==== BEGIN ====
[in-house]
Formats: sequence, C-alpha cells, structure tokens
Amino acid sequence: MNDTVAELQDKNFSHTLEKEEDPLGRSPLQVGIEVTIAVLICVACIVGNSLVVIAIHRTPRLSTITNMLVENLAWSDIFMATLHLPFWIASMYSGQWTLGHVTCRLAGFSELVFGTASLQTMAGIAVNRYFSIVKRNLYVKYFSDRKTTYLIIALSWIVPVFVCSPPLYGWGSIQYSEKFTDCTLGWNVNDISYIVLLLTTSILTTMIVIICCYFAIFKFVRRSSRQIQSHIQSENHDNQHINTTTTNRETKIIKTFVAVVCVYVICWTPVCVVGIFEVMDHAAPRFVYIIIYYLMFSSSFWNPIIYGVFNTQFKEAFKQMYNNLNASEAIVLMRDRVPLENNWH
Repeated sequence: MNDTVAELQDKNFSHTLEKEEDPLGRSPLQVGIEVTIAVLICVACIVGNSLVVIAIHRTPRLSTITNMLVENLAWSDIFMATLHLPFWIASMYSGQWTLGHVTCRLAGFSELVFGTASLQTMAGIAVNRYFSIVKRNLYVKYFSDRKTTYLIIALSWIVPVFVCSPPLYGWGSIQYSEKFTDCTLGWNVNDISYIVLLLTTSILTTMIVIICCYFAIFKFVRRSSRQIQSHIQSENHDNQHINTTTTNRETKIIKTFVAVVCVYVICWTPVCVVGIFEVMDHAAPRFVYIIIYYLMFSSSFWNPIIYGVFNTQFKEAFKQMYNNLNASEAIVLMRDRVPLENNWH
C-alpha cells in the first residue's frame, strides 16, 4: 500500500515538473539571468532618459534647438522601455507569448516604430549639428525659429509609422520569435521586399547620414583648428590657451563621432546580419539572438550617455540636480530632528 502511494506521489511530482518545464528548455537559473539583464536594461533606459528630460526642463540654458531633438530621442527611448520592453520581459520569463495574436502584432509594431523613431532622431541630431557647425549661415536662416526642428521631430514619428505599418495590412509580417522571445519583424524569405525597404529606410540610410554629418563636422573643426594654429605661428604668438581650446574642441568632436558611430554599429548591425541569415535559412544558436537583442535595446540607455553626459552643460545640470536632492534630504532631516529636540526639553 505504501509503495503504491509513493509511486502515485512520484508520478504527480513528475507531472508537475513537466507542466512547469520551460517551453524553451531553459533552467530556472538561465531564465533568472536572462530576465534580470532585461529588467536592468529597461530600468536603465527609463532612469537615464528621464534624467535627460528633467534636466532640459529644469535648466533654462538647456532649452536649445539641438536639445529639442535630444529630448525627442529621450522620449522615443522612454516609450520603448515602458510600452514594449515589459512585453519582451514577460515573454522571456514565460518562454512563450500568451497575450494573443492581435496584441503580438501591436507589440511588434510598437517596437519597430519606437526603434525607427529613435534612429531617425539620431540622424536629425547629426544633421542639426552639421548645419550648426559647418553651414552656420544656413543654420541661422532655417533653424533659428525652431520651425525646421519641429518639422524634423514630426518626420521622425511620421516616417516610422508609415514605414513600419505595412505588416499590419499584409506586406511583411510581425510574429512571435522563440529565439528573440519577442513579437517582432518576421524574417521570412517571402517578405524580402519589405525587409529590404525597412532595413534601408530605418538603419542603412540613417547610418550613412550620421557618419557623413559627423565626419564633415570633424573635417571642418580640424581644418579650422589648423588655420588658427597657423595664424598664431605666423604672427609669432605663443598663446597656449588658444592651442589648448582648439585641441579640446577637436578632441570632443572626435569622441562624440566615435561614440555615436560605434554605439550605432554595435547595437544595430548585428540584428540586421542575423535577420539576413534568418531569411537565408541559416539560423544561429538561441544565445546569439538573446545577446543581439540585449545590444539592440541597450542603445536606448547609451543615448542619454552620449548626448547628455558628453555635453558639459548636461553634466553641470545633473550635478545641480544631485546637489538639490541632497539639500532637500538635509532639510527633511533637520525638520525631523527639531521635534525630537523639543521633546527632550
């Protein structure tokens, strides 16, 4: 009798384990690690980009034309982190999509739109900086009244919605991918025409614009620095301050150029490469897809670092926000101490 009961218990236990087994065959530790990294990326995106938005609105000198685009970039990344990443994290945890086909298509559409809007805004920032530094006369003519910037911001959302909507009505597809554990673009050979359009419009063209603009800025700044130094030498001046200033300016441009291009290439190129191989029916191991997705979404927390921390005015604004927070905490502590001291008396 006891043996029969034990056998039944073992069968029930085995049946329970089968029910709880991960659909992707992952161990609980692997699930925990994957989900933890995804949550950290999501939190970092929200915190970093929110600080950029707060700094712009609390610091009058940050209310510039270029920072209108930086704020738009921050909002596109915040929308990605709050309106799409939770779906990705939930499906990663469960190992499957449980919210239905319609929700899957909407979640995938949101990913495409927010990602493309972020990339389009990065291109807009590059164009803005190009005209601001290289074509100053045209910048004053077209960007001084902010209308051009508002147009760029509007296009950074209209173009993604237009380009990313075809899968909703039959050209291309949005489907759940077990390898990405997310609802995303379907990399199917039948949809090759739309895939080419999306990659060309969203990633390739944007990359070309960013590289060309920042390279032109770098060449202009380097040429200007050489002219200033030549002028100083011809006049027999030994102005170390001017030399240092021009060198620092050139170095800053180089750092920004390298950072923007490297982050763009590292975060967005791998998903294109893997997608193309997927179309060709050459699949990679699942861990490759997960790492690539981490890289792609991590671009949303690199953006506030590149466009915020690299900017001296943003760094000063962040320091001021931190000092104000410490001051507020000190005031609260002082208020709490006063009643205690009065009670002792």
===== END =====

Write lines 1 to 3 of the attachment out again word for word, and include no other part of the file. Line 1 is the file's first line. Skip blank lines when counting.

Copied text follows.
[in-house]
Formats: sequence, C-alpha cells, structure tokens
Amino acid sequence: MNDTVAELQDKNFSHTLEKEEDPLGRSPLQVGIEVTIAVLICVACIVGNSLVVIAIHRTPRLSTITNMLVENLAWSDIFMATLHLPFWIASMYSGQWTLGHVTCRLAGFSELVFGTASLQTMAGIAVNRYFSIVKRNLYVKYFSDRKTTYLIIALSWIVPVFVCSPPLYGWGSIQYSEKFTDCTLGWNVNDISYIVLLLTTSILTTMIVIICCYFAIFKFVRRSSRQIQSHIQSENHDNQHINTTTTNRETKIIKTFVAVVCVYVICWTPVCVVGIFEVMDHAAPRFVYIIIYYLMFSSSFWNPIIYGVFNTQFKEAFKQMYNNLNASEAIVLMRDRVPLENNWH